Concerned with the effect of a rising cost of living on educators who sometimes earn less in a month than the median rent for a one-bedroom San Francisco apartment, Supervisor David Campos introduced legislation to the Board of Supervisors yesterday that would prevent educators and other school employees from being evicted during the academic year.

“San Francisco cannot be a world class city without world class schools, and you cannot have world class schools without educators,” Campos said at a press conference outside city hall on Tuesday.

The proposal builds on legislation put forward by Supervisor Eric Mar in 2010 that prevents landlords from evicting families with children in local elementary schools. That legislation was developed to minimize the stress on children who must leave their friends and a steady learning environment in the middle of the school year as their families are required to move.

“The fact is that in one out of ten classrooms…we don’t have the people to be able to fill those positions. And that impacts the education of our students,” Campos said. “We cannot educate our children if we do not have the personnel to actually do that.”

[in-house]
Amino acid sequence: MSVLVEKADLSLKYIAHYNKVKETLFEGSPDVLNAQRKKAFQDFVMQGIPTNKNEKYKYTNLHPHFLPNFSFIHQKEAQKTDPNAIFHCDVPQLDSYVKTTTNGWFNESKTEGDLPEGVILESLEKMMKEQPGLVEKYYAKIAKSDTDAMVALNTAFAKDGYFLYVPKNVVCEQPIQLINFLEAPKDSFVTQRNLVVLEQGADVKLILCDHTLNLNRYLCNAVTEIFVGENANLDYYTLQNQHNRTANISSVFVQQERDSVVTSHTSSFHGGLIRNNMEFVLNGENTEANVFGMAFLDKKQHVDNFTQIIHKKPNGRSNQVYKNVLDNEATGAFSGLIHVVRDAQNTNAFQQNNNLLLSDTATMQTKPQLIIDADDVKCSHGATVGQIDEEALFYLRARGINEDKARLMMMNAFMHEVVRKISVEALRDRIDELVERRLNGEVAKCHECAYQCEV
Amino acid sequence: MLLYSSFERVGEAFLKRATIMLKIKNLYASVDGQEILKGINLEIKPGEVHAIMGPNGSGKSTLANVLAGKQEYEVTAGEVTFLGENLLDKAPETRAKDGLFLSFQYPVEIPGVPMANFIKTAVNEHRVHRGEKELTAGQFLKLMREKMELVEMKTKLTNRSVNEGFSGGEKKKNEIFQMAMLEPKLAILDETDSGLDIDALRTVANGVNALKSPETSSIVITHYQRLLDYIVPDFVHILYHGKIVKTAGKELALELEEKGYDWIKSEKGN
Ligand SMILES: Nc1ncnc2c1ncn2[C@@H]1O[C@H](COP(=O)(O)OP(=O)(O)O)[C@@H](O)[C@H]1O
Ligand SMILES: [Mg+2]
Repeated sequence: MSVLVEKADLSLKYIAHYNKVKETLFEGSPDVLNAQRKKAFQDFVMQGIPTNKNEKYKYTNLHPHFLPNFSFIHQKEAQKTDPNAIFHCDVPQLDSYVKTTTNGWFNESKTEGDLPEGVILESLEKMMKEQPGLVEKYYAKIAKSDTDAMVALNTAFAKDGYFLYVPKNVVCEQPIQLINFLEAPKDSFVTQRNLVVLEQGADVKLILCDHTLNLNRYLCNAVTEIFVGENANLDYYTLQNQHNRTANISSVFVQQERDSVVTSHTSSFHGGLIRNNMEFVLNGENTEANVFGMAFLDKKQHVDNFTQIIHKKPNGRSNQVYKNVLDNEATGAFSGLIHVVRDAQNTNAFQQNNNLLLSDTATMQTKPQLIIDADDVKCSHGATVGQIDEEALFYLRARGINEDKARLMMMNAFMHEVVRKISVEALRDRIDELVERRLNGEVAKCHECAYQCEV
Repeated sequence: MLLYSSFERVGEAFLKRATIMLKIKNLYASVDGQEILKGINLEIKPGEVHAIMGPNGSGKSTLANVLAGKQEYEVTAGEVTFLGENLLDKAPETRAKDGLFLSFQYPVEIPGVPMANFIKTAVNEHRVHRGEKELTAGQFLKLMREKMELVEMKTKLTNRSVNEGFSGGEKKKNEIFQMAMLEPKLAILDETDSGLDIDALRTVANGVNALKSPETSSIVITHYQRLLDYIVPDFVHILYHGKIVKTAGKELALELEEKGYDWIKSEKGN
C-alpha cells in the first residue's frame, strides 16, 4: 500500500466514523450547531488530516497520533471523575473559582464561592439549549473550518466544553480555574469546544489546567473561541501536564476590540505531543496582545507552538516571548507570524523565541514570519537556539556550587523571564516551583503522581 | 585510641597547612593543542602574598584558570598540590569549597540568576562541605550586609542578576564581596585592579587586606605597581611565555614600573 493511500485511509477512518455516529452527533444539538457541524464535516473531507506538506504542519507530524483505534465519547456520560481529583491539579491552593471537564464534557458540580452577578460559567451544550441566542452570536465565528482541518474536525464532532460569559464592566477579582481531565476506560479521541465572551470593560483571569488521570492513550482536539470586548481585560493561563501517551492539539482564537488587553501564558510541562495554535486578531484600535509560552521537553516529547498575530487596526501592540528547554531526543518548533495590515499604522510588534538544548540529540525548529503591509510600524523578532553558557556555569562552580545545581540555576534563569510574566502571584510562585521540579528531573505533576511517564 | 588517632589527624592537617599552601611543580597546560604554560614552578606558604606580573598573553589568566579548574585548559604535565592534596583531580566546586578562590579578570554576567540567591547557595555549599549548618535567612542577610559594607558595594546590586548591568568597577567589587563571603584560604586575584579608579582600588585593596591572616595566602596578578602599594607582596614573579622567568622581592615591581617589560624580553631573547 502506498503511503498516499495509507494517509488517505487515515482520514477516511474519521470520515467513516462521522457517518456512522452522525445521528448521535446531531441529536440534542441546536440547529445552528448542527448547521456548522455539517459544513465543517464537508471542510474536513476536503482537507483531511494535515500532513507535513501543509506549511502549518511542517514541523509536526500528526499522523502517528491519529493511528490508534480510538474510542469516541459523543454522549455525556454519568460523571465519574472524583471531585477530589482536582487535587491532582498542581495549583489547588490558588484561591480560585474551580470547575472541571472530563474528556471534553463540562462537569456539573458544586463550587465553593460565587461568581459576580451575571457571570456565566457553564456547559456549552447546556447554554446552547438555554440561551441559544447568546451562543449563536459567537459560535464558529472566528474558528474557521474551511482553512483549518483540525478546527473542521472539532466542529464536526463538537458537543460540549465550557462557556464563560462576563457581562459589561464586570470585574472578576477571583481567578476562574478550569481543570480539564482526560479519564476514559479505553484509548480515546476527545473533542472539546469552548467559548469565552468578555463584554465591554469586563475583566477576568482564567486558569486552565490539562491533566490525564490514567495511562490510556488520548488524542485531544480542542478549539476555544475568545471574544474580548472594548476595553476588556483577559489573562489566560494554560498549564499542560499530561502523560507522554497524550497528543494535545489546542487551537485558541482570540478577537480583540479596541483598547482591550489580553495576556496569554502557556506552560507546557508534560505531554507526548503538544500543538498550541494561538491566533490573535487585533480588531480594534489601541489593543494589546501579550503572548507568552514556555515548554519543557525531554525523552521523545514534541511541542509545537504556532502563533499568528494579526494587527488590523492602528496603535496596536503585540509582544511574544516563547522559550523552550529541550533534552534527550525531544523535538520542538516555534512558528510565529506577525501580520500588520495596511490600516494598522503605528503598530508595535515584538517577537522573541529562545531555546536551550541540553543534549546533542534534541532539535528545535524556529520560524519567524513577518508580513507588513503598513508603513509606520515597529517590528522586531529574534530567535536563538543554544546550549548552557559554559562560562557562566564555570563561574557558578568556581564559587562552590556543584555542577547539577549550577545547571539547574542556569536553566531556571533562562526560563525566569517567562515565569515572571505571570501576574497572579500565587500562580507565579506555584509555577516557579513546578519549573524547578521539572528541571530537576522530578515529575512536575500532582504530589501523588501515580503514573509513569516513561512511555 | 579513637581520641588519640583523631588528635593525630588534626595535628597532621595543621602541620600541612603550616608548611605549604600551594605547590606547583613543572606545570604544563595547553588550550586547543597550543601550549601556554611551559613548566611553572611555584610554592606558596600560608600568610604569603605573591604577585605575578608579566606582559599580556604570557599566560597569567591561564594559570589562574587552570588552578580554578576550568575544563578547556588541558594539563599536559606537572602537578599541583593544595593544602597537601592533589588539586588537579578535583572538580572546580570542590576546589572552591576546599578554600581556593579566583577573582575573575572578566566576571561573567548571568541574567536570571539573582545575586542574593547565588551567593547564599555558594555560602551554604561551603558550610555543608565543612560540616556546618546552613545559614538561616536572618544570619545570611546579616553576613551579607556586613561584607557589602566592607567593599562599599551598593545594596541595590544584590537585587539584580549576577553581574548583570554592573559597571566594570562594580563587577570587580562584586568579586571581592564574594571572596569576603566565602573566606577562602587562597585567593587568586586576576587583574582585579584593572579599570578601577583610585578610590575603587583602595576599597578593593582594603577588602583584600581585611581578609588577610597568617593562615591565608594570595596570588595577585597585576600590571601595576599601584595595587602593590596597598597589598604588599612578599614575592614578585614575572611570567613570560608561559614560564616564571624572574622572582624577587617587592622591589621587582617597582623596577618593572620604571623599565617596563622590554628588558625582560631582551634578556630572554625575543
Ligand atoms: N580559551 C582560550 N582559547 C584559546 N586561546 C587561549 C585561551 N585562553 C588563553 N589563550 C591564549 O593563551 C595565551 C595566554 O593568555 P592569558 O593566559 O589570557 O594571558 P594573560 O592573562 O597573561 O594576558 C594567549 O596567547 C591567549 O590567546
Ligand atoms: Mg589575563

But the effect on children is just as strong, Campos and educator advocates argued, when teachers are evicted and struggling to find a place to stay – or when they leave the city and their jobs completely because they cannot afford to stay in San Francisco.

“A credentialed teacher makes less than $3,400 a month,” Campos said. “A one-bedroom apartment is more than that.”

Sandra Lee Fewer, a commissioner for the Board of Education and candidate for termed-out Supervisor Mar’s seat, said the city is experiencing an unprecedented teacher shortage in part because of its housing crisis.

“[Educators] are moderate wage earners,” she said. “They cannot compete.”

Allison Leshefsky, a physical education teacher at Paul Revere Elementary School who lived in the Castro and was evicted in December by notorious scofflaw landlord Anna Kihagi, is couch surfing with friends these days.

“I couldn’t sleep or eat. All my spare time was spent trying to find a place to live. I was unable to give [my students] the attention they needed,” she said. She lived out of a suitcase and worried where she would stay next. But she has decided to put the kids first.

“I will not be stopped from completing the school year,” Leshefsky said.

Kristen Panti, who teaches at the Mission DIstrict after-school program Las Americas, started her career as a public school teacher with a salary matching her rent.

“In 1987, I joined the San Francisco Unified School District,” Panti said. “I was really excited to make $6.90 an hour, and I could pay my rent with that.”

But now, Panti is worried she will soon face eviction when her landlady sells the building where she lives. Residential buildings often see evictions after their sale to new owners because it is more profitable to bring in new, market-rate tenants than continue with long-term, rent-controlled tenants.

“I don’t know what I would do, frankly,” she said. “This legislation would help us not have to deal with that during the school year.”